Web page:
TPM News

Tom Ridge will not be challenging Pat Toomey for the Republican Senate nomination in Pennsylvania in 2010. In a statement released today, the former governor and Homeland Security chief said, "[a]fter careful consideration and many conversations with friends and family and the leadership of my party, I have decided not to seek the Republican nomination for Senate."

I am enormously grateful for the confidence my party expressed in me, the encouragement and kindness of my fellow citizens in Pennsylvania and the valuable counsel I received from so many of my party colleagues. The 2010 race has significant implications for my party, and that required thoughtful reflection. All of the above made my decision a difficult and deeply personal conclusion to reach. However, this process also impressed upon me how fortunate I am to have so many friends who volunteered to support my journey if I chose to take it and continue to offer their support after I conveyed to them this morning how I believe I can best serve my commonwealth, my party and my country.

Read More →

Yesterday, Greg Sargent flagged a report that GOP pollster Frank Luntz had authored a strategy memo rehashing some of the themes Republicans used 16 years ago to torpedo Hillary Care. Greg noted that though "such messaging was very effective 16 years ago, the recycling of it could leave Republicans open to charges that they don't understand how much the landscape has changed since then."

Then Ben Smith dug up the memo itself, which is striking for a couple of reasons. First it advises Republicans to use many of the same banal platitudes they already use when arguing against comprehensive health reform. "Stop talking economic theory and start personalizing the impact of a government takeover of healthcare," Luntz warns.

They don't want to hear that you're opposed to government healthcare because it's too expensive (any help from the government to lower costs will be embraced) or because it's anti-competitive (they don't know about or care about current limits to competition). But they are deathly afraid that a government takeover will lower their quality of care - so they are extremely receptive to the anti-Washington approach. It's not an economic issue. It's a bureaucratic issue.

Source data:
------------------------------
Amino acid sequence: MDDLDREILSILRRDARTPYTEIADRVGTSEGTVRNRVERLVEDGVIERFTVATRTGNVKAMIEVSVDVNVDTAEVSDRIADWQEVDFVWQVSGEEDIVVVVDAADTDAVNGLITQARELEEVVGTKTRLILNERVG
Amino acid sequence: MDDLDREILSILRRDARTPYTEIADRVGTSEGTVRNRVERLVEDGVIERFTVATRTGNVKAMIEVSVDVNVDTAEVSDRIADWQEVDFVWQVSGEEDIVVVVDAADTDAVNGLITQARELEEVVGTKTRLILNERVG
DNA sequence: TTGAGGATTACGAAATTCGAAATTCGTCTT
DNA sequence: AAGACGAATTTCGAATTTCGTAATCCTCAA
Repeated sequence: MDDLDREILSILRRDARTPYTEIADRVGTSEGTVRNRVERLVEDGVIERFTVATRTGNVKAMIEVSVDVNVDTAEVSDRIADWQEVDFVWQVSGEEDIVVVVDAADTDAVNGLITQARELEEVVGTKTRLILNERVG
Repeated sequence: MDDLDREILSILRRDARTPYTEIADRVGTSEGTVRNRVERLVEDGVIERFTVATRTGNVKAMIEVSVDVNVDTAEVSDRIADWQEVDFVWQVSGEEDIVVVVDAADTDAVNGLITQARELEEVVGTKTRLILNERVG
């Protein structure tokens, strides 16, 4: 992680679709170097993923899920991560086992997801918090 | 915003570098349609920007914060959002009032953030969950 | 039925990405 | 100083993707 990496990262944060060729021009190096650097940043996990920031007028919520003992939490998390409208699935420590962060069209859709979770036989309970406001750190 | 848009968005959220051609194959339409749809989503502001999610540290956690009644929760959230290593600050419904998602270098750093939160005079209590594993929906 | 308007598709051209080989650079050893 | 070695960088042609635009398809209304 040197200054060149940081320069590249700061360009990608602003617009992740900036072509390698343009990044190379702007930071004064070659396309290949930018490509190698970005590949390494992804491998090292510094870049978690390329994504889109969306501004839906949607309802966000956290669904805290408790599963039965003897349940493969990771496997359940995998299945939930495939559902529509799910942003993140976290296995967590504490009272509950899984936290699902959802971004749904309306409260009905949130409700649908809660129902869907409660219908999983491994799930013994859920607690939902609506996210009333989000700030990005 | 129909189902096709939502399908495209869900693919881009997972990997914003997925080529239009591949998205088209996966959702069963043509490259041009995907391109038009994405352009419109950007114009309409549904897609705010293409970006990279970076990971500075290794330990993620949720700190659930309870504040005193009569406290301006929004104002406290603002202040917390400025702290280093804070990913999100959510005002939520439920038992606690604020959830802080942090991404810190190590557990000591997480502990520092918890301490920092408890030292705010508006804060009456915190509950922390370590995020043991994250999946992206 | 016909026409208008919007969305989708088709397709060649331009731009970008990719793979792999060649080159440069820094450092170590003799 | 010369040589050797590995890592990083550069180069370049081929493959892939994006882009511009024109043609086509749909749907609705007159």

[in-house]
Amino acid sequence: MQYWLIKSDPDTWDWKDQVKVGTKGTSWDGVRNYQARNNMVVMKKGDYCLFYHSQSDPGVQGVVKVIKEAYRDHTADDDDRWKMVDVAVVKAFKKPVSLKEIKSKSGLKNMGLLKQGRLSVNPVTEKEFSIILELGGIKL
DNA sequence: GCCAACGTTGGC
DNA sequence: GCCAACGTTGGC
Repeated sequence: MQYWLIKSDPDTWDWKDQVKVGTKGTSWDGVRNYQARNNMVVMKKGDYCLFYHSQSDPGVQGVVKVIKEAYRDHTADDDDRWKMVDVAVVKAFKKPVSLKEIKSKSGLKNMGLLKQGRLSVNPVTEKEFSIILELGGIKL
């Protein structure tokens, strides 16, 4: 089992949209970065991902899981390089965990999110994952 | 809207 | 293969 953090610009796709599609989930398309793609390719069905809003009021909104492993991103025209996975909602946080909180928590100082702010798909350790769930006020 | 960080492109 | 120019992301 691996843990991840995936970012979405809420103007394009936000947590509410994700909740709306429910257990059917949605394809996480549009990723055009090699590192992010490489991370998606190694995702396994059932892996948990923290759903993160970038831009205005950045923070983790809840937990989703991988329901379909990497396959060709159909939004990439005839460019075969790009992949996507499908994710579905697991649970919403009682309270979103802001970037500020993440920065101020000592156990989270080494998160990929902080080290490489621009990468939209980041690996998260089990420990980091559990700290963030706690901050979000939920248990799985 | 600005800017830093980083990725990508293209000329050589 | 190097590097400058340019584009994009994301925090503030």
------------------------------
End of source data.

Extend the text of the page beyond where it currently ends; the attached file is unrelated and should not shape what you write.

So what sort of language should Republicans resort to instead? Luntz says "too many politician [sic] say 'we don't want a government run healthcare system like Canada or Great Britain' without explaining those consequences."

Read More →

Is Samuel "Joe the Plumber" Wurzelbacher really quitting the Republican Party? That's what a new Time article on the current sad state of the GOP says.

"Samuel Wurzelbacher, better known as Joe the Plumber, tells TIME he's so outraged by GOP overspending, he's quitting the party -- and he's the bull's-eye of its target audience," the article says.

Mr. The Plumber has been a figurehead among Republican activists since last October, when a chance encounter with Barack Obama and the active promotion by McCain campaign turned him into the face of blue-collar conservatism. If he's not willing to call himself a Republican, they're really in trouble.

But even here on spending, there's a catch when it comes to the ideological purity: "But he also said he wouldn't support any cuts in defense, Social Security, Medicare or Medicaid -- which, along with debt payments, would put more than two-thirds of the budget off limits."

Huh???

There's been a lot of schadenfreude on the right (and to some extent on the left) about the fact that Sen. Arlen Specter (D-PA) has, at least for now, lost his seniority on various committees, particularly the Judiciary and Appropriations Committees.